- The Reality of the Nuclear Age by David Krieger
- Letter to UN Secretary-General by Women Cross DMZ
- The North Korea Standoff Is Now as Bad as the Cuban Missile Crisis by Daryl Kimball
- U.S. Nuclear Weapons Policy
- New Nuclear Posture Review Faces Delays
- Trump Threatens to Totally Destroy North Korea
- Nuclear Disarmament
- Treaty on the Prohibition of Nuclear Weapons Opens for Signature
- First U.S. Bank Announces Policy Against Funding Nuclear Weapons
- War and Peace
- How Many People Would Die in a War with North Korea?
- “The Man Who Saved the World” Dies at 77
- Nuclear Modernization
- U.S. Navy Awards $5.1 Billion Contract for New Nuclear-Armed Submarine Development
- This Month in Nuclear Threat History
- SIPRI Yearbook Published
- Britain’s H-Bomb Tests in the Pacific
- Foundation Activities
- A Teacher’s Guide to Peace Literacy
- Evening for Peace: A Prescription for a Nuclear-Free World
- NAPF Invited to Participate in Vatican Nuclear Disarmament Conference
- Poetry Contest Winners Announced
- Take Action
- No Money for New Nuclear Weapons or Testing
- Restricting the First Use of Nuclear Weapons
The Reality of the Nuclear Age
Anyone with a modicum of sense does not want to see the U.S. teeter at the brink of war with North Korea and certainly not inadvertently stumble over that brink, or intentionally jump. The first Korean War in the 1950s was costly in terms of lives and treasure. A second Korean War, with the possibility of nuclear weapons use, would be far more costly to both sides, and could lead to global nuclear conflagration.
Neither North Korea nor South Korea want a new war, but U.S. leadership in Washington is threatening war, with remarks such as “talking is not the answer”; North Korean threats “will be met with fire and fury like the world has never seen”; “military solutions are now in place, locked and loaded”; and “all options are on the table.” Such posturing has only elicited more nuclear and missile tests from North Korea.
To read more, click here.
Letter to UN Secretary-General
In his first General Assembly address, President Trump threatened “to totally destroy North Korea” if the United States or its allies were attacked. As the world’s greatest military power, the United States is the only nation ever to use atomic bombs against a civilian population that annihilated a quarter million people in Nagasaki and Hiroshima. We call on you, as Secretary-General of the United Nations, to counsel in the strongest of terms, the President of the United States and its Ambassador to the UN, that threats to destroy another country are unacceptable and will not be tolerated by the community of nations.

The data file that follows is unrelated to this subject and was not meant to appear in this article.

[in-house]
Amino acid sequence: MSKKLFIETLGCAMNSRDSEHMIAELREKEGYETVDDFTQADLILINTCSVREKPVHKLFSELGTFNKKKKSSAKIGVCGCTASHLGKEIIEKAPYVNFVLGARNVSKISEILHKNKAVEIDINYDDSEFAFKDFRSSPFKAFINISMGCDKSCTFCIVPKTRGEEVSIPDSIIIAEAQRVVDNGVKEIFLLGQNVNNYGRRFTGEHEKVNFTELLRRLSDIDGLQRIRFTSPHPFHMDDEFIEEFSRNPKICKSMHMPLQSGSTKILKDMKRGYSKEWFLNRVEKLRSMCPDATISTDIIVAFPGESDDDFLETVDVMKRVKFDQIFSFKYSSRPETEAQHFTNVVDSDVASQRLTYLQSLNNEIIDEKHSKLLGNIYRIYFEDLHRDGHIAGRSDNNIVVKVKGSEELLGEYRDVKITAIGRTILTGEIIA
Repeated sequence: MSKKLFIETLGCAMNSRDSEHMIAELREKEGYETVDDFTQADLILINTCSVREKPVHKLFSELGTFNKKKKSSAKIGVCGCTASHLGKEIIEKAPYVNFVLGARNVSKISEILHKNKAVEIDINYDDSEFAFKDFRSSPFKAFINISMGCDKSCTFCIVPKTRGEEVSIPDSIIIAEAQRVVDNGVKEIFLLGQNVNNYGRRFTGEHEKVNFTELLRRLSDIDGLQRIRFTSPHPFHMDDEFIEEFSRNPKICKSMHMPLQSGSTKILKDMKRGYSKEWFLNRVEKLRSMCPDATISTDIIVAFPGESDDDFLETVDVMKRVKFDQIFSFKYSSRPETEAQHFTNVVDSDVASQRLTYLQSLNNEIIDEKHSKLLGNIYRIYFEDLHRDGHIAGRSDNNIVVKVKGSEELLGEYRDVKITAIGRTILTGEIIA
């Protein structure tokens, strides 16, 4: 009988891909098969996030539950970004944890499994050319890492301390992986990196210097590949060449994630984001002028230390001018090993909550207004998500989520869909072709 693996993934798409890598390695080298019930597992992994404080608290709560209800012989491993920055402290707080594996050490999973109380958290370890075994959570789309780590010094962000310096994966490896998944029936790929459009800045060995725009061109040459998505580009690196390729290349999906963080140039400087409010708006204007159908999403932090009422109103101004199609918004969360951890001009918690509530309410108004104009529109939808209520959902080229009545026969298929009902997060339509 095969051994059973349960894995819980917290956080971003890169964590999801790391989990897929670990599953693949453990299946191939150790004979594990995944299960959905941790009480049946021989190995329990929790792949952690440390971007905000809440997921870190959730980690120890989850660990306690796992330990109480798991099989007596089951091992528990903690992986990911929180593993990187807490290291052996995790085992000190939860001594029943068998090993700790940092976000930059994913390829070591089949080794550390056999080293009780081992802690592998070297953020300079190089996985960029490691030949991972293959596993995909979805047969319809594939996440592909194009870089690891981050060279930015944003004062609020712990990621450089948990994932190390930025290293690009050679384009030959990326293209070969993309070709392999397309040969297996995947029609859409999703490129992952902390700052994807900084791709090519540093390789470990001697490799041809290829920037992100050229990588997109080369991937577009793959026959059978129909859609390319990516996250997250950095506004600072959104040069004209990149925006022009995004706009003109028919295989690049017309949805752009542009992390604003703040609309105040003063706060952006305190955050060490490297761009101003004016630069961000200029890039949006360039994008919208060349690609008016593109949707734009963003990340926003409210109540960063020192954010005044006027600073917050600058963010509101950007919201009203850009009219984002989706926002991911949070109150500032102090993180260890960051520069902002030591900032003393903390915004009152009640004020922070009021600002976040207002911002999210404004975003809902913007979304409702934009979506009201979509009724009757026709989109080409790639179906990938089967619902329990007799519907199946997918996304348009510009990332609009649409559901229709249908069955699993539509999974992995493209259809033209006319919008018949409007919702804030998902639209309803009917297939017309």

We must work to abolish nuclear weapons worldwide, including in India, Israel, North Korea, Pakistan, and among all Permanent Members of the Security Council. We oppose North Korea’s increased militarization, including testing missiles and nuclear weapons, and threats to retaliate against the United States, its allies, and its territories where significant U.S. military bases are located. However, we understand North Korea’s fears of a U.S. pre-emptive strike. There is still no Peace Treaty ending the Korean War, during which the United States carpet-bombed 85 percent of North Korea. From 1950-53, four million people were killed, including a quarter of the North Korean population.
To read more, click here.
The North Korea Standoff Is Now as Bad as the Cuban Missile Crisis
The nuclear danger posed by North Korea is not new. For more than a decade, the Kim regime has possessed nuclear weapons and has been steadily pursuing the capability to develop compact warheads and longer-range missile systems.
But since the arrival of Donald Trump in the White House, a bad situation has become far worse. North Korea has accelerated its missile testing and Trump has vowed a military attack against North Korea if it threatens the U.S. or its allies.
The risk of conflict through miscalculation by either side is now as severe as the tense days of October 1962, when the U.S. and the Soviet Union nearly went to war over the deployment of Soviet missiles in Cuba. Just as was the case in 1962, even a small action or wrong word could lead to war.
To read more, click here.
U.S. Nuclear Weapons Policy
New Nuclear Posture Review Faces Delays
A self-imposed deadline of December 2017 is likely to be missed as staffing shortages at the State Department and Pentagon slow down work on the Trump administration’s Nuclear Posture Review (NPR).
Pentagon spokeswoman Lt. Col. Michelle Baldanza said that the NPR “will guide modernization efforts and establish U.S. nuclear deterrence policy, strategy, and posture for the next 5-10 years.” As part of the review, the Trump administration is also considering smaller, more tactical nuclear weapons that would cause less destruction than the current U.S. stockpile.
Paul McLeary, “With Pentagon, State Positions Vacant, Trump Nuclear Review Slows Down,” Foreign Policy, September 15, 2017.
Trump Threatens to Totally Destroy North Korea
On September 19 in a speech at the United Nations, U.S. President Donald Trump threatened to “totally destroy” North Korea, a UN member state with a population of 25 million. He said, “The United States has great strength and patience, but if it is forced to defend itself or its allies, we will have no choice but to totally destroy North Korea.”
Article 2(4) of the UN Charter states, “All members shall refrain in their international relations from the threat or use of force against the territorial integrity or political independence of any state, or in any other manner inconsistent with the purposes of the United Nations.”
Jon Schwarz, “Donald Trump Used the United Nations to Threaten a Massive Violation of International Law,” The Intercept, September 20, 2017.
Treaty on the Prohibition of Nuclear Weapons Opens for Signature
On September 20, the Treaty on the Prohibition of Nuclear Weapons opened for signature at the United Nations in New York. Fifty nations signed the treaty on the first day. Many more are expected to sign in the coming weeks.